Dollar, bond yields up on strong U.S. data; Wall Street dips

Thu Jan 19, 2017 4:37pm EST
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By Sinead Carew

NEW YORK (Reuters) - The dollar and U.S. Treasury yields gained on Thursday after a batch of solid economic data, while Wall Street indexes slipped as investors held back a day ahead of the inauguration of President-elect Donald Trump.

Oil futures rallied from one-week lows after the International Energy Agency said crude markets were tightening. The S&P 500's energy index .SPNY, however, traded lower.

Benchmark 10-year U.S. Treasury notes US10YT=RR fell 23/32 in price to yield 2.47 percent, up from 2.39 percent late on Wednesday. The yields reached as high as 2.496 percent, the highest since Jan. 3, and have jumped from a low of 2.31 percent on Tuesday. Data showed U.S. homebuilding rebounded in December and the number of Americans filing for unemployment benefits unexpectedly fell last week to a near 43-year low.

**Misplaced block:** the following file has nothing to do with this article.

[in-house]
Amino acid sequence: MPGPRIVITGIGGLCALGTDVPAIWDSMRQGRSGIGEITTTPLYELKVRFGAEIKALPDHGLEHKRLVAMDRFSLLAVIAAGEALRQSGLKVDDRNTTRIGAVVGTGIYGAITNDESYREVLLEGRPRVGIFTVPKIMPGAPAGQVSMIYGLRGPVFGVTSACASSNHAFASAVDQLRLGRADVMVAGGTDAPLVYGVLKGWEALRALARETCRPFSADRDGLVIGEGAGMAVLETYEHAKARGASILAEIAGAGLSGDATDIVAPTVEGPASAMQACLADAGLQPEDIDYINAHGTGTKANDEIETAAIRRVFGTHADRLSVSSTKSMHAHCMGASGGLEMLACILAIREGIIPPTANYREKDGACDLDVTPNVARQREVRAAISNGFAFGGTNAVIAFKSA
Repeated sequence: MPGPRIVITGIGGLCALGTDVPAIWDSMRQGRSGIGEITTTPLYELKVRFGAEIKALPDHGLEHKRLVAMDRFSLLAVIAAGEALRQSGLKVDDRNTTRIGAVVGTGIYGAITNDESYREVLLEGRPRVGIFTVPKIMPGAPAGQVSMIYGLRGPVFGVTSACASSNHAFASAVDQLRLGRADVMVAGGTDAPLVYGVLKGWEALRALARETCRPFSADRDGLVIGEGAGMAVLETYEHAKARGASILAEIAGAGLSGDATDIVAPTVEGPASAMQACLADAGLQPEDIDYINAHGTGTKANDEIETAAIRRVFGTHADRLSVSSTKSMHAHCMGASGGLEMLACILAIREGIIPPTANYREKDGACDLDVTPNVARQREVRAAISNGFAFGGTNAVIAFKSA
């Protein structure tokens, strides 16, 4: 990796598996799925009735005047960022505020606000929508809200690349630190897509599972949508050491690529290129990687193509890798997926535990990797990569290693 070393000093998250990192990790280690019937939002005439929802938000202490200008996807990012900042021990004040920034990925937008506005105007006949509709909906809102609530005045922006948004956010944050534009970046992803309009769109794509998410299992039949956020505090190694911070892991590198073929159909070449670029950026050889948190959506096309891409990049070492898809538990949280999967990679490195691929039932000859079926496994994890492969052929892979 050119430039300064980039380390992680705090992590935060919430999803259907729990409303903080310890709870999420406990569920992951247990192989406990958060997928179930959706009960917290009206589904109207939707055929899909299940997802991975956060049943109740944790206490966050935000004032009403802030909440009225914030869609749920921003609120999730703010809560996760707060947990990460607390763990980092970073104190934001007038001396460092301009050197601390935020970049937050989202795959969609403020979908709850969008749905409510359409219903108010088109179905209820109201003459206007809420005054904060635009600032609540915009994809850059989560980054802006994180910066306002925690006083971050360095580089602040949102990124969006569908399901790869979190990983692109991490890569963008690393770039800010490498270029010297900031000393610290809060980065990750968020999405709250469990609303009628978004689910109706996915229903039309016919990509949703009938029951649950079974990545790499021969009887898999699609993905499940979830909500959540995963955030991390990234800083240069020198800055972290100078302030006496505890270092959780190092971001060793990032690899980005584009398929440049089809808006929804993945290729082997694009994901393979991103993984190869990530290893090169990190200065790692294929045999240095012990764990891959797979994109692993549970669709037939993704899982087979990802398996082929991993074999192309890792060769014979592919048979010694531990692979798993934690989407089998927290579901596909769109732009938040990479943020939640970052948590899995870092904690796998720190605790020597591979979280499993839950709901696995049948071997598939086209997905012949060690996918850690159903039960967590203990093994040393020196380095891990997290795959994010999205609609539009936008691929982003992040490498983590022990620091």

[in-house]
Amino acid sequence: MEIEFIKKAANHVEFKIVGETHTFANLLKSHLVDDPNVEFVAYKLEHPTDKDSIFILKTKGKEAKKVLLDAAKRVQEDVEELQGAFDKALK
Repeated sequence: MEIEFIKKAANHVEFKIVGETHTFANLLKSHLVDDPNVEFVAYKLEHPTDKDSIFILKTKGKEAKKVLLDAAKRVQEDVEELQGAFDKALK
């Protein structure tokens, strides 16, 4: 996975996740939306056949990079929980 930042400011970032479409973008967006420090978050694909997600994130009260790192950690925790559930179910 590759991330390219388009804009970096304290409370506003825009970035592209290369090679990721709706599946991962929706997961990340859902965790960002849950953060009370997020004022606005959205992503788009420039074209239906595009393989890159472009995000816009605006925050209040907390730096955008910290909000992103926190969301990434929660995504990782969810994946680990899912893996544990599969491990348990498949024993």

Investors were also reacting to comments by Federal Reserve Chief Janet Yellen a day ago signaling a path of steady interest rate increases, taken as a sign of economic strength.

But the data was not enough to embolden U.S. equity investors, who were wary as they waited to see if Trump acts on pro-business promises such as tax cuts, fiscal stimulus and lighter regulation that had sent the S&P 500 up 5.8 percent since Nov. 8, one of the strongest transitions in history.

"There's been a lot of positive news priced into the market so it's taking a break on the equities side," said Wade Balliet, Chief Investment Strategist, Bank of the West, based in Denver who said investors are "getting nervous trying to piece together what the policies will be."

Investors shouldn't expect clarity from the inauguration speech but would hope for signals in coming weeks, Balliet said.

The S&P 500 sank 5.3 percent on outgoing President Barack Obama’s inauguration day and fell 20.4 percent in the first 34 trading days of his administration, bottoming on March 9, 2009. But it has nearly tripled from that low, and including reinvested dividends has delivered a total return of nearly 295 percent.   Continued...

A trader works on the floor of the New York Stock Exchange (NYSE) in Manhattan, New York City, U.S., January 19, 2017. REUTERS/Stephen Yang